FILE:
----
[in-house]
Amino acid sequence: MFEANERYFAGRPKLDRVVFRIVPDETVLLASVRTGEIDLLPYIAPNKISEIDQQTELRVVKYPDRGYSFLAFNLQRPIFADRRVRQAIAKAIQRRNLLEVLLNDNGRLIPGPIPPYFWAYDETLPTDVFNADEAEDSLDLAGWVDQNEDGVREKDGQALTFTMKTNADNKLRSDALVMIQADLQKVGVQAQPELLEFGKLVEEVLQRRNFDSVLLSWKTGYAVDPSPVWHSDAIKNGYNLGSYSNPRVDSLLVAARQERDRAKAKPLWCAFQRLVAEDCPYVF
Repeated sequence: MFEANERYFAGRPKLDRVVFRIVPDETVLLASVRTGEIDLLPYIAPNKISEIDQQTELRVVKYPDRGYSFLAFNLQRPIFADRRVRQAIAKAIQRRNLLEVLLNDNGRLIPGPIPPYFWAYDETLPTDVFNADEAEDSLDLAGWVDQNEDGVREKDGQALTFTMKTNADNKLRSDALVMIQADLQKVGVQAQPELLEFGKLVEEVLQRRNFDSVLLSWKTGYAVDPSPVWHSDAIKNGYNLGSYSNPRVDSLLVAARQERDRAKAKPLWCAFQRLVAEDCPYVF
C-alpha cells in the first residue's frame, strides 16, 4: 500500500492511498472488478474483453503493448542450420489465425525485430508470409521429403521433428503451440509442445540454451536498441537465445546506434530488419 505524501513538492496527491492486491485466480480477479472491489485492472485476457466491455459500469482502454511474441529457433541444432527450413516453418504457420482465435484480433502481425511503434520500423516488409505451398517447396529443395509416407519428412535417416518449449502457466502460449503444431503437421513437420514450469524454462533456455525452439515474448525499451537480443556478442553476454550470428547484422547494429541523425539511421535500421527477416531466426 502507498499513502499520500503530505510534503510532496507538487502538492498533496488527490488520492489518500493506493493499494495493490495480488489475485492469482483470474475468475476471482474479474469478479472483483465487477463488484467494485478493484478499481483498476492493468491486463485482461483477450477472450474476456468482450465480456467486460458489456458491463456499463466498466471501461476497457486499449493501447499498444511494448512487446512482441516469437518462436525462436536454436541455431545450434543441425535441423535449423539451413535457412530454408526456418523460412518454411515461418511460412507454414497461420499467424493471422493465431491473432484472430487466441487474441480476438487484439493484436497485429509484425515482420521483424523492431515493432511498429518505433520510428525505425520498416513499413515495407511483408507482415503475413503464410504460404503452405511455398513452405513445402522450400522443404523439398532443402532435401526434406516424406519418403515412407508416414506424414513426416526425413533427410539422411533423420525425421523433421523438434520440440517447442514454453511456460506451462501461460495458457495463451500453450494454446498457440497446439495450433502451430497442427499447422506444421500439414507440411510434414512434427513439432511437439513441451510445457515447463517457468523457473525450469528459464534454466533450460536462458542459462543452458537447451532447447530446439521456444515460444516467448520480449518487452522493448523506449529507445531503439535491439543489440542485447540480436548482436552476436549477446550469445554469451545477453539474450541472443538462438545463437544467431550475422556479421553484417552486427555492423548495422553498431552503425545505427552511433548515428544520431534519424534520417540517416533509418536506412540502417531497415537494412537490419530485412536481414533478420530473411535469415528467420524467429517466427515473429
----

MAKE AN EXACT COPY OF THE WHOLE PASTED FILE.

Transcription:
[in-house]
Amino acid sequence: MFEANERYFAGRPKLDRVVFRIVPDETVLLASVRTGEIDLLPYIAPNKISEIDQQTELRVVKYPDRGYSFLAFNLQRPIFADRRVRQAIAKAIQRRNLLEVLLNDNGRLIPGPIPPYFWAYDETLPTDVFNADEAEDSLDLAGWVDQNEDGVREKDGQALTFTMKTNADNKLRSDALVMIQADLQKVGVQAQPELLEFGKLVEEVLQRRNFDSVLLSWKTGYAVDPSPVWHSDAIKNGYNLGSYSNPRVDSLLVAARQERDRAKAKPLWCAFQRLVAEDCPYVF
Repeated sequence: MFEANERYFAGRPKLDRVVFRIVPDETVLLASVRTGEIDLLPYIAPNKISEIDQQTELRVVKYPDRGYSFLAFNLQRPIFADRRVRQAIAKAIQRRNLLEVLLNDNGRLIPGPIPPYFWAYDETLPTDVFNADEAEDSLDLAGWVDQNEDGVREKDGQALTFTMKTNADNKLRSDALVMIQADLQKVGVQAQPELLEFGKLVEEVLQRRNFDSVLLSWKTGYAVDPSPVWHSDAIKNGYNLGSYSNPRVDSLLVAARQERDRAKAKPLWCAFQRLVAEDCPYVF
C-alpha cells in the first residue's frame, strides 16, 4: 500500500492511498472488478474483453503493448542450420489465425525485430508470409521429403521433428503451440509442445540454451536498441537465445546506434530488419 505524501513538492496527491492486491485466480480477479472491489485492472485476457466491455459500469482502454511474441529457433541444432527450413516453418504457420482465435484480433502481425511503434520500423516488409505451398517447396529443395509416407519428412535417416518449449502457466502460449503444431503437421513437420514450469524454462533456455525452439515474448525499451537480443556478442553476454550470428547484422547494429541523425539511421535500421527477416531466426 502507498499513502499520500503530505510534503510532496507538487502538492498533496488527490488520492489518500493506493493499494495493490495480488489475485492469482483470474475468475476471482474479474469478479472483483465487477463488484467494485478493484478499481483498476492493468491486463485482461483477450477472450474476456468482450465480456467486460458489456458491463456499463466498466471501461476497457486499449493501447499498444511494448512487446512482441516469437518462436525462436536454436541455431545450434543441425535441423535449423539451413535457412530454408526456418523460412518454411515461418511460412507454414497461420499467424493471422493465431491473432484472430487466441487474441480476438487484439493484436497485429509484425515482420521483424523492431515493432511498429518505433520510428525505425520498416513499413515495407511483408507482415503475413503464410504460404503452405511455398513452405513445402522450400522443404523439398532443402532435401526434406516424406519418403515412407508416414506424414513426416526425413533427410539422411533423420525425421523433421523438434520440440517447442514454453511456460506451462501461460495458457495463451500453450494454446498457440497446439495450433502451430497442427499447422506444421500439414507440411510434414512434427513439432511437439513441451510445457515447463517457468523457473525450469528459464534454466533450460536462458542459462543452458537447451532447447530446439521456444515460444516467448520480449518487452522493448523506449529507445531503439535491439543489440542485447540480436548482436552476436549477446550469445554469451545477453539474450541472443538462438545463437544467431550475422556479421553484417552486427555492423548495422553498431552503425545505427552511433548515428544520431534519424534520417540517416533509418536506412540502417531497415537494412537490419530485412536481414533478420530473411535469415528467420524467429517466427515473429